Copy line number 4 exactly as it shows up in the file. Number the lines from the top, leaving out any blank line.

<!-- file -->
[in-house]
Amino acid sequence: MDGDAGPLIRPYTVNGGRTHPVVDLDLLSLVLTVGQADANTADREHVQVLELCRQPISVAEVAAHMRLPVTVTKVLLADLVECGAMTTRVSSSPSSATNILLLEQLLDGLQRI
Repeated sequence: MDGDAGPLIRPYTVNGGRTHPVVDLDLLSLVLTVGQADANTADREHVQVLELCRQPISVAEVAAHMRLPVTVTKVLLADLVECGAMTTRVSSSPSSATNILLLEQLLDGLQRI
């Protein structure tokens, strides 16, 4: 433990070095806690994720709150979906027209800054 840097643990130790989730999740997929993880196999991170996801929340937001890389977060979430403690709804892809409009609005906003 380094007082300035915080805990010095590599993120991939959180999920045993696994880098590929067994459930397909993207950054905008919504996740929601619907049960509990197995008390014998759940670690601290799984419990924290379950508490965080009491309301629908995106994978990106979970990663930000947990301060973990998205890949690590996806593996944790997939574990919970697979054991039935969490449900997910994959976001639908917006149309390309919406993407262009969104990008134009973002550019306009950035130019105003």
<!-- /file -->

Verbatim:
């Protein structure tokens, strides 16, 4: 433990070095806690994720709150979906027209800054 840097643990130790989730999740997929993880196999991170996801929340937001890389977060979430403690709804892809409009609005906003 380094007082300035915080805990010095590599993120991939959180999920045993696994880098590929067994459930397909993207950054905008919504996740929601619907049960509990197995008390014998759940670690601290799984419990924290379950508490965080009491309301629908995106994978990106979970990663930000947990301060973990998205890949690590996806593996944790997939574990919970697979054991039935969490449900997910994959976001639908917006149309390309919406993407262009969104990008134009973002550019306009950035130019105003």